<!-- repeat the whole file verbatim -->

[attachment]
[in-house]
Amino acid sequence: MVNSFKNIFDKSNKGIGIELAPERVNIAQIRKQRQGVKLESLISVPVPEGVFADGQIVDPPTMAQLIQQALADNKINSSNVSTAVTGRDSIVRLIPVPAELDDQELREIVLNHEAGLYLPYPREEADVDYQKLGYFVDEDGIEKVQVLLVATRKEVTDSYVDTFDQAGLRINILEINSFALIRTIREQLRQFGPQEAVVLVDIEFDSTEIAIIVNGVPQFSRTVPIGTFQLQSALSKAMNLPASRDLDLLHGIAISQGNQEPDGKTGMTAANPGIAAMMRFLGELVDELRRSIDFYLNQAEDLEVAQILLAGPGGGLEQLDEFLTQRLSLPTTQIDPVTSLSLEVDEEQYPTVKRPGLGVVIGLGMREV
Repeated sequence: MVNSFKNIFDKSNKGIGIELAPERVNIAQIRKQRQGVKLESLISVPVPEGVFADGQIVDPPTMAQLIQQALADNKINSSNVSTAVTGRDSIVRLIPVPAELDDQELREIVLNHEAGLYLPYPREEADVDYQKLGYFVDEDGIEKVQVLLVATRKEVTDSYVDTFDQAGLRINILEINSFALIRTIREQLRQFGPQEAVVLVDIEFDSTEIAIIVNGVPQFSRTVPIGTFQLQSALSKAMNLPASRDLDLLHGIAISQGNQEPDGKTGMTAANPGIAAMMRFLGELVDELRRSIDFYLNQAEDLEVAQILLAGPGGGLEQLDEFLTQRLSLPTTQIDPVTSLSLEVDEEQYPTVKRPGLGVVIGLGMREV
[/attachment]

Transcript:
[in-house]
Amino acid sequence: MVNSFKNIFDKSNKGIGIELAPERVNIAQIRKQRQGVKLESLISVPVPEGVFADGQIVDPPTMAQLIQQALADNKINSSNVSTAVTGRDSIVRLIPVPAELDDQELREIVLNHEAGLYLPYPREEADVDYQKLGYFVDEDGIEKVQVLLVATRKEVTDSYVDTFDQAGLRINILEINSFALIRTIREQLRQFGPQEAVVLVDIEFDSTEIAIIVNGVPQFSRTVPIGTFQLQSALSKAMNLPASRDLDLLHGIAISQGNQEPDGKTGMTAANPGIAAMMRFLGELVDELRRSIDFYLNQAEDLEVAQILLAGPGGGLEQLDEFLTQRLSLPTTQIDPVTSLSLEVDEEQYPTVKRPGLGVVIGLGMREV
Repeated sequence: MVNSFKNIFDKSNKGIGIELAPERVNIAQIRKQRQGVKLESLISVPVPEGVFADGQIVDPPTMAQLIQQALADNKINSSNVSTAVTGRDSIVRLIPVPAELDDQELREIVLNHEAGLYLPYPREEADVDYQKLGYFVDEDGIEKVQVLLVATRKEVTDSYVDTFDQAGLRINILEINSFALIRTIREQLRQFGPQEAVVLVDIEFDSTEIAIIVNGVPQFSRTVPIGTFQLQSALSKAMNLPASRDLDLLHGIAISQGNQEPDGKTGMTAANPGIAAMMRFLGELVDELRRSIDFYLNQAEDLEVAQILLAGPGGGLEQLDEFLTQRLSLPTTQIDPVTSLSLEVDEEQYPTVKRPGLGVVIGLGMREV